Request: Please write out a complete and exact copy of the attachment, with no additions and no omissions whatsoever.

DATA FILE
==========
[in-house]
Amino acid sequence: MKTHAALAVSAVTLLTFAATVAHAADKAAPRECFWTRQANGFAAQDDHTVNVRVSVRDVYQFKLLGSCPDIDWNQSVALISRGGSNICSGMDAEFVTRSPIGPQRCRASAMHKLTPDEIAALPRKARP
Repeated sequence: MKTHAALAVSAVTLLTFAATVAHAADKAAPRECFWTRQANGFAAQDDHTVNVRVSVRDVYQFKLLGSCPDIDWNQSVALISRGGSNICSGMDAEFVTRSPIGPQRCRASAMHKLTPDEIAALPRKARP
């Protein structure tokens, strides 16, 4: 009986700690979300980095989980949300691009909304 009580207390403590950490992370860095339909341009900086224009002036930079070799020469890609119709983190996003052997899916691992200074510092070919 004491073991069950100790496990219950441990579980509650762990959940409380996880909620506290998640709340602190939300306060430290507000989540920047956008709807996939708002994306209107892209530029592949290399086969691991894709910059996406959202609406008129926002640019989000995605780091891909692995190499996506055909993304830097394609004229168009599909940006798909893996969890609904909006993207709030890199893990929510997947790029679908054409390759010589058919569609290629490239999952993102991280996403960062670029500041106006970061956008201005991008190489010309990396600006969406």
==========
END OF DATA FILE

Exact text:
[in-house]
Amino acid sequence: MKTHAALAVSAVTLLTFAATVAHAADKAAPRECFWTRQANGFAAQDDHTVNVRVSVRDVYQFKLLGSCPDIDWNQSVALISRGGSNICSGMDAEFVTRSPIGPQRCRASAMHKLTPDEIAALPRKARP
Repeated sequence: MKTHAALAVSAVTLLTFAATVAHAADKAAPRECFWTRQANGFAAQDDHTVNVRVSVRDVYQFKLLGSCPDIDWNQSVALISRGGSNICSGMDAEFVTRSPIGPQRCRASAMHKLTPDEIAALPRKARP
């Protein structure tokens, strides 16, 4: 009986700690979300980095989980949300691009909304 009580207390403590950490992370860095339909341009900086224009002036930079070799020469890609119709983190996003052997899916691992200074510092070919 004491073991069950100790496990219950441990579980509650762990959940409380996880909620506290998640709340602190939300306060430290507000989540920047956008709807996939708002994306209107892209530029592949290399086969691991894709910059996406959202609406008129926002640019989000995605780091891909692995190499996506055909993304830097394609004229168009599909940006798909893996969890609904909006993207709030890199893990929510997947790029679908054409390759010589058919569609290629490239999952993102991280996403960062670029500041106006970061956008201005991008190489010309990396600006969406």